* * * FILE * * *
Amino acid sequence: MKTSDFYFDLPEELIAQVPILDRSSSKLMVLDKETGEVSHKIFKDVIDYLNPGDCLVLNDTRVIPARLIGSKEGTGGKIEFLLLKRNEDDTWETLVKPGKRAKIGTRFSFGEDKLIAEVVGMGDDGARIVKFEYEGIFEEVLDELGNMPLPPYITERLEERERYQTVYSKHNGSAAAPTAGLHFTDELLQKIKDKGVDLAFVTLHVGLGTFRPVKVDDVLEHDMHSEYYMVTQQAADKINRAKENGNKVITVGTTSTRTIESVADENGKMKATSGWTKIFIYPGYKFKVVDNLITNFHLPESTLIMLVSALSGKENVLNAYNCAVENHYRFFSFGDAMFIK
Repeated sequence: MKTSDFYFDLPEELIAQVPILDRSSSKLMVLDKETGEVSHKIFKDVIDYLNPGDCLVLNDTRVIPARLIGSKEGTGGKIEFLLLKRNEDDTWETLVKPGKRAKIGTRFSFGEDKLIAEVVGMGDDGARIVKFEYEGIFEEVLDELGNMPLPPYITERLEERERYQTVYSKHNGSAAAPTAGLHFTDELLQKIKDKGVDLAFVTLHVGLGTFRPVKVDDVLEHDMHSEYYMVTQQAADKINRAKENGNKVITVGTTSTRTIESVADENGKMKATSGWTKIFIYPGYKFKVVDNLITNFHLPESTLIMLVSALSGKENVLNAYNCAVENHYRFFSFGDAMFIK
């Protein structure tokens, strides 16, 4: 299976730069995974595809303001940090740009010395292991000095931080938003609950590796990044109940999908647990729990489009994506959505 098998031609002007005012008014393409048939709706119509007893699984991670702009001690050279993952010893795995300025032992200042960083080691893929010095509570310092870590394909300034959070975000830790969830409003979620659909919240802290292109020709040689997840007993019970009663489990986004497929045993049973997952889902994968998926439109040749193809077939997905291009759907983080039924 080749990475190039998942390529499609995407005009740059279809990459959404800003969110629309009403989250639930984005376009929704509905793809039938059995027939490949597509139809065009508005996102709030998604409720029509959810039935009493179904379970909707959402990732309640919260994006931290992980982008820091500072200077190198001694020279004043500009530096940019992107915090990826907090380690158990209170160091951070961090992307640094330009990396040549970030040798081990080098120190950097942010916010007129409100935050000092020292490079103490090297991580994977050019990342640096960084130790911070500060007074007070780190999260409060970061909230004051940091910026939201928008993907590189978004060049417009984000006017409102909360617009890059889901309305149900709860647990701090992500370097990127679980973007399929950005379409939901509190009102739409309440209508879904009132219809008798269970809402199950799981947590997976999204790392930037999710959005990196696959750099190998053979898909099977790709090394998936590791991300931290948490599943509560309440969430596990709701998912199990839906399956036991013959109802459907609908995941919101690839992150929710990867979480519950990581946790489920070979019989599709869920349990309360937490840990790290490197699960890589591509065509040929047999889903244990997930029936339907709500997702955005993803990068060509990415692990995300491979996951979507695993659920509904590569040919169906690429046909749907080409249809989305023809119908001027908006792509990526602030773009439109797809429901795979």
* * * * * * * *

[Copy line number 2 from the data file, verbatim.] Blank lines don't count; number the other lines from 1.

Repeated sequence: MKTSDFYFDLPEELIAQVPILDRSSSKLMVLDKETGEVSHKIFKDVIDYLNPGDCLVLNDTRVIPARLIGSKEGTGGKIEFLLLKRNEDDTWETLVKPGKRAKIGTRFSFGEDKLIAEVVGMGDDGARIVKFEYEGIFEEVLDELGNMPLPPYITERLEERERYQTVYSKHNGSAAAPTAGLHFTDELLQKIKDKGVDLAFVTLHVGLGTFRPVKVDDVLEHDMHSEYYMVTQQAADKINRAKENGNKVITVGTTSTRTIESVADENGKMKATSGWTKIFIYPGYKFKVVDNLITNFHLPESTLIMLVSALSGKENVLNAYNCAVENHYRFFSFGDAMFIK